Final Celtics’ Player Scorecards (Nos 1,2,3)
Posted by Steve Bzomowski on June 19, 2008
Here are my thoughts, a look back at the players, where they came from, what they did.
First The Three Amigos:
1. Paul Pierce: listed first because he, in my mind, was not just the Finals’ MVP, but the Celts’ MVP for the season. I was down on Pierce the past couple of seasons, wanted him traded, outta here. All the usual reasons: selfish; egocentric; an unjustified, unearned overinflated view of himself; the constant pouting about calls, just a bad overall package. Sure he was an outstanding scorer but he always acted as though he were entitled to more. But sometimes, you gotta do more to get more. Doc Rivers and his unwillingness to bow to Pierce, especially the previous two seasons, is the salvation of Pierce. And Pierce’s own willingness and ability to change. (Great piece by Jackie MacMullan on the transformation of Pierce.) And change he did. We didn’t just witness a great basketball player playing his best on the world’s biggest basketball stage, we saw a young guy grow up. We saw him learn to take responsibility for himself and learn to trust others. Talk about not being able to win without Posey or KG or Thibodeau; the Celts could not have won without Pierce becoming a new and different and more mature human being.
Outplayed “the best player on the planet“. Changed the course of the series in Game Four when he proved Bryant could be guarded one-on-one in the Celtics’ defensive schemes. Went to the basket unbridled against absolutely anyone and everyone (okay, except Bryant when Bryant wasn’t in foul trouble). Dished the ball appropriately and effectively when the Lakers gave him too much attention (Game Six, nine first half assists!). Never cried, complained, whined about all the bad calls. Stayed focused, understood what it’s like to be on a team, and the true leader of the team. And the best part for me to see, what had to have been hard for him: listening to the MVP chants for Garnett when Pierce is the one who’d been here for ten years, when he had made the biggest sacrifices of all, when he was the one who went inside himself and brought out a new and better and more reliable and trustworthy version of himself. He could have pouted or seethed, acted out in some unseemly fashion, “I’m the MVP!”. Nope, Instead he embraced his teammates and put on display a “someday they’ll retire jersey No. 34” performance.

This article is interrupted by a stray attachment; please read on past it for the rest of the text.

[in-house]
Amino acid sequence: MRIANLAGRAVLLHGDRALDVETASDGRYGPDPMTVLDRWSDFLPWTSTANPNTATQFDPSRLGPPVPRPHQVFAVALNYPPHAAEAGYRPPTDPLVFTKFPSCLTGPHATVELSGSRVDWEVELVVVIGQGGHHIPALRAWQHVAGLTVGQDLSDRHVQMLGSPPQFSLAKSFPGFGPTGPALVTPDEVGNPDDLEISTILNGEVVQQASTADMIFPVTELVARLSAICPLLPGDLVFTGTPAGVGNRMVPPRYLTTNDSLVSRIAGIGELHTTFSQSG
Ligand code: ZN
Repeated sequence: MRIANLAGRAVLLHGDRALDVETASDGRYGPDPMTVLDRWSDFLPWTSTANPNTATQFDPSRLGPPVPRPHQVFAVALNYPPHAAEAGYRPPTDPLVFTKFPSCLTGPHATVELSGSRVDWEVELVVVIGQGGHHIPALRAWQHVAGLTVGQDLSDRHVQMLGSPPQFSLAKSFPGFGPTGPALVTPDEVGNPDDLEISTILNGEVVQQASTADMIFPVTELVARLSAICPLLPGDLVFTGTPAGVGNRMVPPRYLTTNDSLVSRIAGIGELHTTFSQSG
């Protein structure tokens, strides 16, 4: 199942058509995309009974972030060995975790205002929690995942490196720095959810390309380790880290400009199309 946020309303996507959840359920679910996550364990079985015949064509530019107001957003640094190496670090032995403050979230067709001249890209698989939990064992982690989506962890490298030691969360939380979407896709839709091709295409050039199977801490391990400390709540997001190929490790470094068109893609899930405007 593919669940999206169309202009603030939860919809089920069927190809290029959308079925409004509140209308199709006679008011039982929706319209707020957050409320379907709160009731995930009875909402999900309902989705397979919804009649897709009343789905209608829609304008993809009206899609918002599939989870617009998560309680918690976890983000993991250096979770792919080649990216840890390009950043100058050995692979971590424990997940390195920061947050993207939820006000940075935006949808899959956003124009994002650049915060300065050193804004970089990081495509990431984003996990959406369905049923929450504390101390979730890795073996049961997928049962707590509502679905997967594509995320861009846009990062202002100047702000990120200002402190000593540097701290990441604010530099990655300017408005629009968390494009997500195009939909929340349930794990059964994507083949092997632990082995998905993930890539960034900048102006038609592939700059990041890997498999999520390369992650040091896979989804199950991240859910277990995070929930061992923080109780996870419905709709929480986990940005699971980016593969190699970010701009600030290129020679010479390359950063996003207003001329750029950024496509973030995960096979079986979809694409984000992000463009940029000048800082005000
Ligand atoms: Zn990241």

2. Kevin Garnett: How badly did he want this thing? How perfect a fit was this man for this team? How quiet were his critics, those who suggested he could not step-up in the biggest moments, after he could not miss in Game Six? Um, how much Red Bull does he drink??? And what was he saying to Michelle Tafoya after the game? Can we run that back one more time?